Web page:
Harrisburg, PA – When students and school staff come back from the long Labor Day holiday, they’ll be wearing masks again.
Pennsylvania recently changed course and will require masks in school starting Sept. 7.
The guideline requires everyone within a learning facility age two and older, regardless of vaccination status, to wear a mask while indoors. This does not apply to school sports or outdoor activities.
Some local families are protesting the revived masking mandate, saying they might even pull their students out of their current district. There are Facebook groups for both DuBois Area School District and Brockway Area School District families who are in opposition of the mask mandate.
According to social media, a protest is planned during the school day on Tuesday, starting in the morning on Liberty Boulevard across from the DuBois Middle School. Some parents are keeping their children home from school that day.
On the other side of things, statistics show that the pandemic has worsened in the past few weeks due to the highly transmissible Delta variant. Children under 12 are still too young to receive the COVID-19 vaccine, which can lessen the severity of symptoms and reduce the chance of hospitalization if someone does contract COVID-19.
Masks are recommended in schools by the CDC, and Academy of Family Physicians, UPMC Children’s Hospital, Penn State Health, and others has all shown support for the mask mandate.
Harrisburg, PA – With a focus on protecting students and keeping them in classrooms, Governor Tom Wolf joined the departments of Health, Human Services and Education to discuss the current state of COVID-19 and a new Secretary of Health order requiring masks to be worn inside K-12 school buildings, early learning programs and child care providers. The order takes effect 12:01 a.m. Tuesday, Sept. 7, 2021.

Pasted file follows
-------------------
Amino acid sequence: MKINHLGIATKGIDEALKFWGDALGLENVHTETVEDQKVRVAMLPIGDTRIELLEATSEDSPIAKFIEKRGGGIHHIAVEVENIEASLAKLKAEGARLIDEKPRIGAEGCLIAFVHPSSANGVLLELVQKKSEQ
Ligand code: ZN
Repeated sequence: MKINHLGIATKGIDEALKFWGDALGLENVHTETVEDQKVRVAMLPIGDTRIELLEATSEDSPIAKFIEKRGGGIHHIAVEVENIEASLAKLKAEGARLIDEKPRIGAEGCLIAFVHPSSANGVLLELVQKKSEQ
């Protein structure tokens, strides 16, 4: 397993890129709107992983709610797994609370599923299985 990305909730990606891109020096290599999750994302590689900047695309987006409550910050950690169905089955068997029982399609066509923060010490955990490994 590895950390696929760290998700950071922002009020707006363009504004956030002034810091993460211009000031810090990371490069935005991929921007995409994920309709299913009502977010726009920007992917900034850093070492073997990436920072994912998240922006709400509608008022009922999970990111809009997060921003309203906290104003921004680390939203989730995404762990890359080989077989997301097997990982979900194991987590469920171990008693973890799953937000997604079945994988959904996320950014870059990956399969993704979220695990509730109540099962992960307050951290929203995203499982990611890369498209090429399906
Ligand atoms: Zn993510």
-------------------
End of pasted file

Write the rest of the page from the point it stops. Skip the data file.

“My office has received an outpouring of messages from parents asking the administration to protect all children by requiring masks in schools,” said Gov. Wolf. “The science is clear. The Delta variant is highly transmissible and dangerous to the unvaccinated, many of whom are children too young to receive the vaccine. Requiring masks in schools will keep our students safer and in the classroom, where we all want them to be.
“I preferred for local school boards to make this decision. Unfortunately, an aggressive nationwide campaign is spreading misinformation about mask-wearing and pressuring and intimidating school districts to reject mask policies that will keep kids safe and in school. As we see cases among children increase in Pennsylvania and throughout the country, this is especially dangerous and challenging as we seek to keep kids in school and maintain a safe and healthy learning environment.”
Acting Health Secretary Alison Beam was joined at a press conference by Governor Tom Wolf, Education Secretary Noe Ortega, Human Services Acting Secretary Meg Snead and President of the Pennsylvania Chapter of the American Academy of Pediatrics Dr. Trude Haecker.
“The reality we are living in now is much different than it was just a month ago,” said Acting Health Secretary Alison Beam. “With case counts increasing, the situation has reached the point that we need to take this action to protect our children, teachers and staff. The science is clear. If we want to keep our schools open, maintain classroom learning and allow sports and other activities to continue, masking significantly increases our chances of doing so.”
Universal masking in schools, which the Centers for Disease Control and Prevention (CDC) and the American Academy of Pediatrics recommend, reduces the risk that entire classrooms will need to quarantine due to a positive COVID-19 case. This order ensures Pennsylvania’s children are participating in classroom learning without the constant disruptions.